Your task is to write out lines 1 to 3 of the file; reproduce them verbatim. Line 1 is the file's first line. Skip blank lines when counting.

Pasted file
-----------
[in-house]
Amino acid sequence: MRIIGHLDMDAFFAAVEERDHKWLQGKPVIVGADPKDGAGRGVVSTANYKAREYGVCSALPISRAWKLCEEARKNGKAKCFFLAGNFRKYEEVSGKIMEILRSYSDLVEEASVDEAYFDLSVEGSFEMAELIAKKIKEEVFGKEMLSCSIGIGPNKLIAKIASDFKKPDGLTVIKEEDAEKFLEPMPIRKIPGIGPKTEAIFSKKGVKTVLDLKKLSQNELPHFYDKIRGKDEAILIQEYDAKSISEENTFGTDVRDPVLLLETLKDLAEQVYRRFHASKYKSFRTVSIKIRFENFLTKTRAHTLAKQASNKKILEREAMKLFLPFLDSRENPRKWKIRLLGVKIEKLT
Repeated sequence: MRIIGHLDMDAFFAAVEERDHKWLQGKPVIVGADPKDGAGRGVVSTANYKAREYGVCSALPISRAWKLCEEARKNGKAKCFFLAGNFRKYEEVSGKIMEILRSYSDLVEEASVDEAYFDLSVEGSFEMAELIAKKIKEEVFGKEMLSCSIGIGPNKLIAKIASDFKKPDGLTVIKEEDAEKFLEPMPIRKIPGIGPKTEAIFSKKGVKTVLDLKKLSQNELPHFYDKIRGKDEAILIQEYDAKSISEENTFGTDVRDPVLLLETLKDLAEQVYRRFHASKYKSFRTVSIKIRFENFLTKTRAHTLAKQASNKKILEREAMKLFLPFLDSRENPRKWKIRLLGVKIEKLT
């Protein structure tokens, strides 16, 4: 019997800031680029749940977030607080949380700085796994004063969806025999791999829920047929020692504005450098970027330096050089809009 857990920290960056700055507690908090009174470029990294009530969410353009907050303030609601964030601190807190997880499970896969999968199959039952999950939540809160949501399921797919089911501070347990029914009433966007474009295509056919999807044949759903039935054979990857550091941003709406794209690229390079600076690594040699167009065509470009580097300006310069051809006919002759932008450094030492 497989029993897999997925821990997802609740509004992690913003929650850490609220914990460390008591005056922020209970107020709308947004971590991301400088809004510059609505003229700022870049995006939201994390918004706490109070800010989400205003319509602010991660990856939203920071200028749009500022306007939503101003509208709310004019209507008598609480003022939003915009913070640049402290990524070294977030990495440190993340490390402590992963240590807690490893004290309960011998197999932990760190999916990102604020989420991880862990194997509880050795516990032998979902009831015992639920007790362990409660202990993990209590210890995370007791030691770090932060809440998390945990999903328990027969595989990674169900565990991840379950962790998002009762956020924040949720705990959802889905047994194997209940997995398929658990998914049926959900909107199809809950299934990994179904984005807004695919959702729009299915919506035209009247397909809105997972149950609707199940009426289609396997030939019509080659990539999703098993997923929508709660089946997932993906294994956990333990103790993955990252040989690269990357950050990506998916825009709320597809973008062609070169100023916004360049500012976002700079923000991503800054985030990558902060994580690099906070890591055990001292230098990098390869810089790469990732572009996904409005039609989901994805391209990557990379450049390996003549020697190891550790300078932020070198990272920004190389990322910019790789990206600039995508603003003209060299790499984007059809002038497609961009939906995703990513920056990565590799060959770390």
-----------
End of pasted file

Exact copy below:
[in-house]
Amino acid sequence: MRIIGHLDMDAFFAAVEERDHKWLQGKPVIVGADPKDGAGRGVVSTANYKAREYGVCSALPISRAWKLCEEARKNGKAKCFFLAGNFRKYEEVSGKIMEILRSYSDLVEEASVDEAYFDLSVEGSFEMAELIAKKIKEEVFGKEMLSCSIGIGPNKLIAKIASDFKKPDGLTVIKEEDAEKFLEPMPIRKIPGIGPKTEAIFSKKGVKTVLDLKKLSQNELPHFYDKIRGKDEAILIQEYDAKSISEENTFGTDVRDPVLLLETLKDLAEQVYRRFHASKYKSFRTVSIKIRFENFLTKTRAHTLAKQASNKKILEREAMKLFLPFLDSRENPRKWKIRLLGVKIEKLT
Repeated sequence: MRIIGHLDMDAFFAAVEERDHKWLQGKPVIVGADPKDGAGRGVVSTANYKAREYGVCSALPISRAWKLCEEARKNGKAKCFFLAGNFRKYEEVSGKIMEILRSYSDLVEEASVDEAYFDLSVEGSFEMAELIAKKIKEEVFGKEMLSCSIGIGPNKLIAKIASDFKKPDGLTVIKEEDAEKFLEPMPIRKIPGIGPKTEAIFSKKGVKTVLDLKKLSQNELPHFYDKIRGKDEAILIQEYDAKSISEENTFGTDVRDPVLLLETLKDLAEQVYRRFHASKYKSFRTVSIKIRFENFLTKTRAHTLAKQASNKKILEREAMKLFLPFLDSRENPRKWKIRLLGVKIEKLT